Lance Hawvermale's poetry has appeared in Mid-America Review, Crosstimbers, ByLine, The Same and many other journals. In 2006, his collection titled Old Codes was named Best Poetry Book by the Oklahoma Writers Federation.

Below are a few of his latest poems.

Curiosity

If I were the Martian rover with silicon
marrow and fake fingernails of carbon

fiber then I would not cry on the toilet.
The search for tears on Mars has begun.

Never mind whose boot will first crimp
the sargasso soil or what wise crap

he'll speak across sixteen minutes of
silent gulf to reach us, dying to cheer him.

Tell me instead who weeps the first
lava tears at the base of Olympus Mons,

whose eyes sting so much for a mom
60 million miles away and the shape

the falling drop makes in the rusty sand.
Or for a husband.  Or even a lost dog.

Shut in my bathroom where it's mostly
dark I can shudder with the force of them,

breathing sadness in lieu of air on shores
where being first matters more than love.

    Quicksilver

    Before lead was poison
    we cracked a John Deere
    thermometer to watch
    mercury run across the desk.

    Darren liked the destruction
    of glass, the escape
    of something almost feral
    from its shell.

    Travis favored its science,
    the secrets it vowed
    to reveal of God and perhaps
    in some way of girls.

    But all I could see
    was that alien motion,
    a bullet with an ink trail
    writing calligraphy too fast
    to read; thirty years later
    I want my blood like that,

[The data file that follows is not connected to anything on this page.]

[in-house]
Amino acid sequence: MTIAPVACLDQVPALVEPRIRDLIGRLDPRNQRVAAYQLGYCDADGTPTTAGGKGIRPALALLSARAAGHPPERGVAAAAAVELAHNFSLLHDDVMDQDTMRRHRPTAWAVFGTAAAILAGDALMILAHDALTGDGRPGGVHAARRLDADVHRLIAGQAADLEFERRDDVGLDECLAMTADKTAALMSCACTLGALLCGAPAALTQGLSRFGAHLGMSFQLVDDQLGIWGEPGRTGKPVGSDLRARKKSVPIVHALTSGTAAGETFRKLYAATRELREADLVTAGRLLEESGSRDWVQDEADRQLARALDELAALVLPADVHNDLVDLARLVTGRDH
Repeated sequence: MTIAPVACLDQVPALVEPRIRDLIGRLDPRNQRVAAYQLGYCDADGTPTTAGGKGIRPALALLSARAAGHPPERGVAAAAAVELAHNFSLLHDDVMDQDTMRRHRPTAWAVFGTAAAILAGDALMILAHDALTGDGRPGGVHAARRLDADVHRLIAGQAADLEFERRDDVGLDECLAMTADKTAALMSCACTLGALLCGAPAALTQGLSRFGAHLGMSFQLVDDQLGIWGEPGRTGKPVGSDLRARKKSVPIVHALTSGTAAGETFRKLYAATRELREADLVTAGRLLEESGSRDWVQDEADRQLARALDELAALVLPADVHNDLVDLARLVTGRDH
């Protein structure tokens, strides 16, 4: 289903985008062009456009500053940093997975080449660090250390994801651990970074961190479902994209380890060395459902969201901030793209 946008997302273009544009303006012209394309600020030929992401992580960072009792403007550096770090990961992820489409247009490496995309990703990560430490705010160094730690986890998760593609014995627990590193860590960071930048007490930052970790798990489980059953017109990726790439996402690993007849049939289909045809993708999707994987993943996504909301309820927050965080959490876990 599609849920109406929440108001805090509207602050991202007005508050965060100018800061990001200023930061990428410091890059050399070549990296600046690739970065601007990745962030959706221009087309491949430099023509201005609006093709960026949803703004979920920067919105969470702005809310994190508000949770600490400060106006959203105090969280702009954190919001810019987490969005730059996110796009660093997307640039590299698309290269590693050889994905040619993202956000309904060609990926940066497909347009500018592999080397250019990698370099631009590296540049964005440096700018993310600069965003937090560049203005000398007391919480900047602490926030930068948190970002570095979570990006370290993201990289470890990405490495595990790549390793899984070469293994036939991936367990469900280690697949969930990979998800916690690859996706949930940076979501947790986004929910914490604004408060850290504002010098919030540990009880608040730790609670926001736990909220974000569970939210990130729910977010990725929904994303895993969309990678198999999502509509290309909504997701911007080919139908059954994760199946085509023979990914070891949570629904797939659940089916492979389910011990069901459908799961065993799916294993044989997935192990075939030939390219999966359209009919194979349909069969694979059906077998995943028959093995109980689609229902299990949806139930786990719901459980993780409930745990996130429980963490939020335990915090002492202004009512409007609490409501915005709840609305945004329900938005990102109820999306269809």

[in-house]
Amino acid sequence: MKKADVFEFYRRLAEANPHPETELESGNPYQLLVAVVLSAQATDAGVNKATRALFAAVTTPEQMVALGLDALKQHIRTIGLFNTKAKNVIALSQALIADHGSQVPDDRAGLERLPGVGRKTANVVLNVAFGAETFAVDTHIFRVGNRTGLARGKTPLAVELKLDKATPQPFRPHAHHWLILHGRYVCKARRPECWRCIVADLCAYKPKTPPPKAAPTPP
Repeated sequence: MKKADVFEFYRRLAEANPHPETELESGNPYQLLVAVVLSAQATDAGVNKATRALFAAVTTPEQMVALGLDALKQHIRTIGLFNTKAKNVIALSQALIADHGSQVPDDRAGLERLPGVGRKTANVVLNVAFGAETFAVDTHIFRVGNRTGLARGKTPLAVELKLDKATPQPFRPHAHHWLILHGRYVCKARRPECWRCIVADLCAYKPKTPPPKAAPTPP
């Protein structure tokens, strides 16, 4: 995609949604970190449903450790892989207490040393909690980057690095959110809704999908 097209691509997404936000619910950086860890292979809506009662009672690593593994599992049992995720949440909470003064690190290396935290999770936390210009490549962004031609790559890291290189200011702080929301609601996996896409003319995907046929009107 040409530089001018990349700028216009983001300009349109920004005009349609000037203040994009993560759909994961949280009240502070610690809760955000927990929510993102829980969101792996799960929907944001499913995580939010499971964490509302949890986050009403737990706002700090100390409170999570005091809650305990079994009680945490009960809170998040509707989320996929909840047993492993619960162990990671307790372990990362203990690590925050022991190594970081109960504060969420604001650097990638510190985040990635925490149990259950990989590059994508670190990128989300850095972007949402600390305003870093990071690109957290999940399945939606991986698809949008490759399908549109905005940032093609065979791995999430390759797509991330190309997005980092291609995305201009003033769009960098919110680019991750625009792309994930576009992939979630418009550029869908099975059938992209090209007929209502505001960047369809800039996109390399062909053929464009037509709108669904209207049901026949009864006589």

water and weight, inscribing
    molecules of me but always
    while running away.

The Route to Water

He climbs the ladder in time-lapse
uncertainty, pausing on each slip-
resistant rung, no less thoughtful

than Newton contemplating velocity.
His trunks drip as he ascends,
goosebumps rise as Braille along

his shoulders, looking for a father
to read his fear by touch. Yet
he continues alone, as we all must

continue, and then crests the long
blue gangplank that juts
like an exclamation mark across

this paragraph of his nine mighty years.
He advances, little monk with clenched
fists, then pauses on the edge of the

world. No one knows what happens next.
In his heart is he sailing, leaping,
or is he retreating to locate

a less acrobatic route to water?
He will never understand or say
but at some point he bends his knees.

    Fatherhood Pending

    I bought fresh saliva
    in a jar; I bought gypsum
    dust to dry my hands;
    I bought a belt buckle
    and polished it raw
    to signal passing planes.

    What more do I need?
    This isn't Chernobyl.
    This isn't a school fire
    or church service where
    strangers speak in tongues.
    Still, I carve my canoe
    with porcelain hands,
    anticipating the sea.